NOT a food blog
One of the reasons why we headed out early to Ipoh was because we wanted to try the dim sum at the famous Foh San restaurant. Foh San is well known for its char siew pau and tai pau, and regulars will tell you that if you arrive after 8.30am, there won’t be anymore left.
It’s a shame that road names are changed around the country, presumably to do away with the imperialistic connotations associated with our “colonial fathers” in keeping with the old road names. Several road names have been changed to the names of present sultans and glorified politicians, but in changing the names, are we also deceiving ourselves into believing that the past never existed? Incidentally, there is a radio ad right now campaigning Malaysia’s 50th year of independence in 2007. The ad says that Malaysia turns 50 next year. Malaysia has a long history, not as “Malaysia” but as “Malaya” or “Tanah Melayu” before that, but nevertheless, is it right to say that we’re only 50? Anyhow, the reason why I brought this up was because we couldn’t find Osborne Road in Ipoh, and realised, in the process, that several road names had been changed. :-
We arrived at about 9.30am, so we were fully prepared for the absence of char siew pau, but we were still keen to try the other stuff. Upon arriving at the restaurant, we all exhaled a “wow” in unison at seeing the huge crowd, either seated or waiting to be served. It certainly appeared to be popular, not only with the tourists, but also with the locals.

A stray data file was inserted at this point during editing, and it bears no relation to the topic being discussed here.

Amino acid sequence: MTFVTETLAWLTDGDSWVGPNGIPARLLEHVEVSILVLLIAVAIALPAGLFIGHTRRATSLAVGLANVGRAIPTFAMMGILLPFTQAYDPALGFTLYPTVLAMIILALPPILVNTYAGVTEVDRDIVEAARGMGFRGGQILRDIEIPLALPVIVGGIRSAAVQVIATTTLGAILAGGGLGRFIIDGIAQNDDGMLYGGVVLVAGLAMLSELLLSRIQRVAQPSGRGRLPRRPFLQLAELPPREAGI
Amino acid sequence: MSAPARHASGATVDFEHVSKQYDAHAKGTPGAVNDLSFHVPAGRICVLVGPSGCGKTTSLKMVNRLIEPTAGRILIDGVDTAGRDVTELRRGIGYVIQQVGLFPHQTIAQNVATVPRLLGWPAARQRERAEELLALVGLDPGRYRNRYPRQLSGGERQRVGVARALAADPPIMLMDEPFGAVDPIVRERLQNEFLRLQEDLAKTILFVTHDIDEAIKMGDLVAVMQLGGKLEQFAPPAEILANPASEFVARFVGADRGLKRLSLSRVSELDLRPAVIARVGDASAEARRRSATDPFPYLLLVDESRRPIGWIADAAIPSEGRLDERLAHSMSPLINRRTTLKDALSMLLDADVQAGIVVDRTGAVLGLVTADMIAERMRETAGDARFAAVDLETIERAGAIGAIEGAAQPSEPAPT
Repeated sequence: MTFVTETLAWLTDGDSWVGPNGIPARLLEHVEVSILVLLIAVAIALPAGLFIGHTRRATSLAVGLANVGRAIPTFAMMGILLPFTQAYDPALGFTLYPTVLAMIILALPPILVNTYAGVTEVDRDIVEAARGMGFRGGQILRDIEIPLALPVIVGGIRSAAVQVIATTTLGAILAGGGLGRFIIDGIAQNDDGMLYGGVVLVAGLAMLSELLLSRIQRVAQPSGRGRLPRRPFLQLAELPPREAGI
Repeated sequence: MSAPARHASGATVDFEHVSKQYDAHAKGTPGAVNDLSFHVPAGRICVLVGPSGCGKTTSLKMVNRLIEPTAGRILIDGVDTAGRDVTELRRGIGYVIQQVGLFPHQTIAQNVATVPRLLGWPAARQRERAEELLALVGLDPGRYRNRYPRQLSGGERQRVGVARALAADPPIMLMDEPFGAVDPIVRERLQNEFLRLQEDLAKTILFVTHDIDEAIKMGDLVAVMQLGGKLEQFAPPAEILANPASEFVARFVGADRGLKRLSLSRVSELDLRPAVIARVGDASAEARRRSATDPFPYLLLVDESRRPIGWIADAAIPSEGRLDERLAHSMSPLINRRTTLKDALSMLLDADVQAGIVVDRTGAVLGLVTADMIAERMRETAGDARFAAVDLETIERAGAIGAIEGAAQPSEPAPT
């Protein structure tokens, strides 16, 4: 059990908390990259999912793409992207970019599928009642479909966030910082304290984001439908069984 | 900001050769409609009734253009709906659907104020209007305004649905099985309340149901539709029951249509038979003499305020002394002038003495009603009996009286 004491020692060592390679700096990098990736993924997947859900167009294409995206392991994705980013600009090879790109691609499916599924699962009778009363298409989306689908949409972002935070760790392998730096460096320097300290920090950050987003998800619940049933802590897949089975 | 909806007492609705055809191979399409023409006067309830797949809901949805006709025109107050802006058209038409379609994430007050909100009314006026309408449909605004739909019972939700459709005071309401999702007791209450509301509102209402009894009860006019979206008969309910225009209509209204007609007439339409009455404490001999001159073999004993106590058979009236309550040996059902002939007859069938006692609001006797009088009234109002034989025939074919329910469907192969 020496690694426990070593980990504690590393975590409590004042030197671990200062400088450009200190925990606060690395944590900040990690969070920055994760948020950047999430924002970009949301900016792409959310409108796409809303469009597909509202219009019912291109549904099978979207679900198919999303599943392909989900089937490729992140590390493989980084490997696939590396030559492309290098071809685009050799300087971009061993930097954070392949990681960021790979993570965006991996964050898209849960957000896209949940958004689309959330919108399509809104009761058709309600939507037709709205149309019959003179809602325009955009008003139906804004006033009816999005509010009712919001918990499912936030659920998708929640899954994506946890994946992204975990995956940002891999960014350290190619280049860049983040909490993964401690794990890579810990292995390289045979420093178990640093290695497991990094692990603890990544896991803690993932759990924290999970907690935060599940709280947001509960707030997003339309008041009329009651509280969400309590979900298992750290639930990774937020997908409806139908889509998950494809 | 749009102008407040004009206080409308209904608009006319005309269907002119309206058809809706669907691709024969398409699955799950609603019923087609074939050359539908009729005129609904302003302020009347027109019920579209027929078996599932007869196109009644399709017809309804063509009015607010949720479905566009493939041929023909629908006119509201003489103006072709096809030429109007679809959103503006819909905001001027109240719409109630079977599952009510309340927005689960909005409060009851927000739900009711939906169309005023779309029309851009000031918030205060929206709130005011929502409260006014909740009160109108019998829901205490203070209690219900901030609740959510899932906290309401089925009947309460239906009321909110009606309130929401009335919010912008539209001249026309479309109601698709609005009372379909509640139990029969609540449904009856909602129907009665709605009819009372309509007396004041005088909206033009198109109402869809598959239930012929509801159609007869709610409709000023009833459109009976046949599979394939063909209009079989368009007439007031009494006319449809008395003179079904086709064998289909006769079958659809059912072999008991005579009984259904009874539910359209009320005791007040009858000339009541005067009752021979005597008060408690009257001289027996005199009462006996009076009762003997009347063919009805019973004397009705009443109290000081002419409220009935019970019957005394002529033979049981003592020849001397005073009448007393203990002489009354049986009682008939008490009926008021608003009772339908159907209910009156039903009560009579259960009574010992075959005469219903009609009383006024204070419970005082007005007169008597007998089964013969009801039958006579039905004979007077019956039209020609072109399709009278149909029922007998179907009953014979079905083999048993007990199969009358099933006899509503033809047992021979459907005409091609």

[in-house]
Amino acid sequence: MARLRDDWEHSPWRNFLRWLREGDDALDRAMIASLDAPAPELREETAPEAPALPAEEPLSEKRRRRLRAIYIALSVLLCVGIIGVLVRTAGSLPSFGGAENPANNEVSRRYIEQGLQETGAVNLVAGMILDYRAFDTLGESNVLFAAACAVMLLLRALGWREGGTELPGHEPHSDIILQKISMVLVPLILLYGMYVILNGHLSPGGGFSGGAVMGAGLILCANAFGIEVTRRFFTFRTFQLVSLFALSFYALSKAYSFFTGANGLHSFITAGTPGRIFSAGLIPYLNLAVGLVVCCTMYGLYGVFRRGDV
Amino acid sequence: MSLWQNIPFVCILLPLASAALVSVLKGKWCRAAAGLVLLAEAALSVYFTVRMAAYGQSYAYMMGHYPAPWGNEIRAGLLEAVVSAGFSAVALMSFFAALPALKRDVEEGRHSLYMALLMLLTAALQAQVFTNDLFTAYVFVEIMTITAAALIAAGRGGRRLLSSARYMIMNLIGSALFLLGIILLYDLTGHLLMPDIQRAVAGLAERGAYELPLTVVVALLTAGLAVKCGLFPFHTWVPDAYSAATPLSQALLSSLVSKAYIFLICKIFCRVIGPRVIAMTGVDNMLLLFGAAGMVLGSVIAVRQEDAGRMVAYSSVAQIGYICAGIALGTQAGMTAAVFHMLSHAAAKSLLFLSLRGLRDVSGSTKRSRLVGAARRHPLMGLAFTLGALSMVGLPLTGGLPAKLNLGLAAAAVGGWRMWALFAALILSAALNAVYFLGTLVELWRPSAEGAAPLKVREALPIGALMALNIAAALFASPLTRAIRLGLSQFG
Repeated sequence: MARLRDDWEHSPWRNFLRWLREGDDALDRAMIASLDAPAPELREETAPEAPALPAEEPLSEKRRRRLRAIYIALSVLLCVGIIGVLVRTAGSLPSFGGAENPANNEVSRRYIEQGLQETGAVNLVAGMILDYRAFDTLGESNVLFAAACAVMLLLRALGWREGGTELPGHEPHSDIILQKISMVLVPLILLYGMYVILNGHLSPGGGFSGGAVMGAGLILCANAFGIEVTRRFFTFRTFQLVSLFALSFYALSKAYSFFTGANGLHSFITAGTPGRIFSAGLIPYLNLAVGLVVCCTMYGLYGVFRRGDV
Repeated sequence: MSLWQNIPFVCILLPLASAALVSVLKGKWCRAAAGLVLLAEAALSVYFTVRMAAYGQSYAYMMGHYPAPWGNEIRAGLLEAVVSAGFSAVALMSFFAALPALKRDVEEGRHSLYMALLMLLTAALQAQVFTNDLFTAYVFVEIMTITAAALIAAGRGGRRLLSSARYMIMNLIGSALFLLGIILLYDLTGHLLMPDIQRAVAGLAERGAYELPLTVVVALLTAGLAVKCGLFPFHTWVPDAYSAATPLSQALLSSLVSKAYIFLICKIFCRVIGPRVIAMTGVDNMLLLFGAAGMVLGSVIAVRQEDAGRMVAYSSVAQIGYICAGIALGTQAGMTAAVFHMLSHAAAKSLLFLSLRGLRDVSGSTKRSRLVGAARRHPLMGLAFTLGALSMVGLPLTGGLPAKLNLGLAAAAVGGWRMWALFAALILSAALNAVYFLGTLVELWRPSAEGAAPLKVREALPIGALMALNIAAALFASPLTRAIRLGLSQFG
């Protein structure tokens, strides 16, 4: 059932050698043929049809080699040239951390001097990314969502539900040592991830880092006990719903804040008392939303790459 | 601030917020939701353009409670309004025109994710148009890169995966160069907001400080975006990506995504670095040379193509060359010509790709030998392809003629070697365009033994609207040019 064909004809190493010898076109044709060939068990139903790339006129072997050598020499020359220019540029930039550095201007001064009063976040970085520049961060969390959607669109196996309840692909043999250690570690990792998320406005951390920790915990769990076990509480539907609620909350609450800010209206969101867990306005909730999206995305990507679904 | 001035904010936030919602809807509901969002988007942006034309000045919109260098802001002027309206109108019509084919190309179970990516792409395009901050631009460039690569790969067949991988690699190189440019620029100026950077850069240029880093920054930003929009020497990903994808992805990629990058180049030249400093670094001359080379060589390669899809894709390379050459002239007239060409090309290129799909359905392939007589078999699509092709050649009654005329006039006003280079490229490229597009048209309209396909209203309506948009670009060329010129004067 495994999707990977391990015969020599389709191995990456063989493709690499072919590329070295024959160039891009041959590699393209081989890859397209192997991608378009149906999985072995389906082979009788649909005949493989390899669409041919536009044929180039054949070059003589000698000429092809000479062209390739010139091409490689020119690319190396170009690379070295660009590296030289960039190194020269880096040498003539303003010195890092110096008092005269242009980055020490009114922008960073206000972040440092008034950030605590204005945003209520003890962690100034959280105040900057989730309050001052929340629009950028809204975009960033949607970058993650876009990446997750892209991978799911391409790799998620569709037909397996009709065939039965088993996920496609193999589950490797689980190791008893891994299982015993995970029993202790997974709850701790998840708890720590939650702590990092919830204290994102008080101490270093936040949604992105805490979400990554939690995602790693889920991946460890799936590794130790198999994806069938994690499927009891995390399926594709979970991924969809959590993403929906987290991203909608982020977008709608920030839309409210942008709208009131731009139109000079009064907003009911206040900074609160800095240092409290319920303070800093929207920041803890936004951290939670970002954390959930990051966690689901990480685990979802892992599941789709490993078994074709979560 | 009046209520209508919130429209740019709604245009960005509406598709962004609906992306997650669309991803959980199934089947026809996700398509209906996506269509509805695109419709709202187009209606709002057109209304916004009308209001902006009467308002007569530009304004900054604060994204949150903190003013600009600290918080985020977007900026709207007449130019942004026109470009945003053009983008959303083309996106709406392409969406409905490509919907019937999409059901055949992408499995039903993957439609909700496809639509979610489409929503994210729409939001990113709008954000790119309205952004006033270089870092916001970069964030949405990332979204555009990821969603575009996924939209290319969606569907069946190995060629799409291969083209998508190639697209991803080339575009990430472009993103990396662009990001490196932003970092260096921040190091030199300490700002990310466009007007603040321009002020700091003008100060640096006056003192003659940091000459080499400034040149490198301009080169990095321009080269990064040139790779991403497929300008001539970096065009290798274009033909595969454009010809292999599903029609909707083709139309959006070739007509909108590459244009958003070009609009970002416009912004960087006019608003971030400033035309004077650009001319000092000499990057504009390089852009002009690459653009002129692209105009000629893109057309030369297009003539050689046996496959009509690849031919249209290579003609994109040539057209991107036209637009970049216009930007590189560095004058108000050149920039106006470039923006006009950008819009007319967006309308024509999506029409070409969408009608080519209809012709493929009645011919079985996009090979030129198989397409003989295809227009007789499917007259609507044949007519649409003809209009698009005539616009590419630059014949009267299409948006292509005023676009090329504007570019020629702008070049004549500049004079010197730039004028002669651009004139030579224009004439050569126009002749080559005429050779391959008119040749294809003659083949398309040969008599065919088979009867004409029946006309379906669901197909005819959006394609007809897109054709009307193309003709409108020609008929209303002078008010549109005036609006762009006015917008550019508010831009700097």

The restaurant is bright and cheery, mostly due to its open concept which lets the sunshine in. Despite what other people may say, we experienced good service with a smile everytime we asked for something. Most of the waitresses are old “aunties”, and one can’t help but to warm up to them.
The dim sum was certainly delicious. A selection of pictures of the dim sum we consumed is shown below.
We were lucky enough to get ONE char siew pau, which we promptly, and fairly, divided into four parts. We pronounced it good, and agreed that our trip to Ipoh wasn’t in vain.
The entire meal was very reasonably priced. At approximately RM40 for four of us, we agreed that we could never get a similarly priced meal of dim sum back in Kuala Lumpur.
The aunty and uncle manning the payment counter, despite having stern looks, were actually very pleasant. It was definitely a good start to our day in Ipoh.
Restoran Foh San
2, Jalan Osborne,
30300 Ipoh, Perak.
Food, for me, is a means to an end and not an end in itself.
Food, for me, represents the love of family, the fellowship of friends, and the community and communality it brings.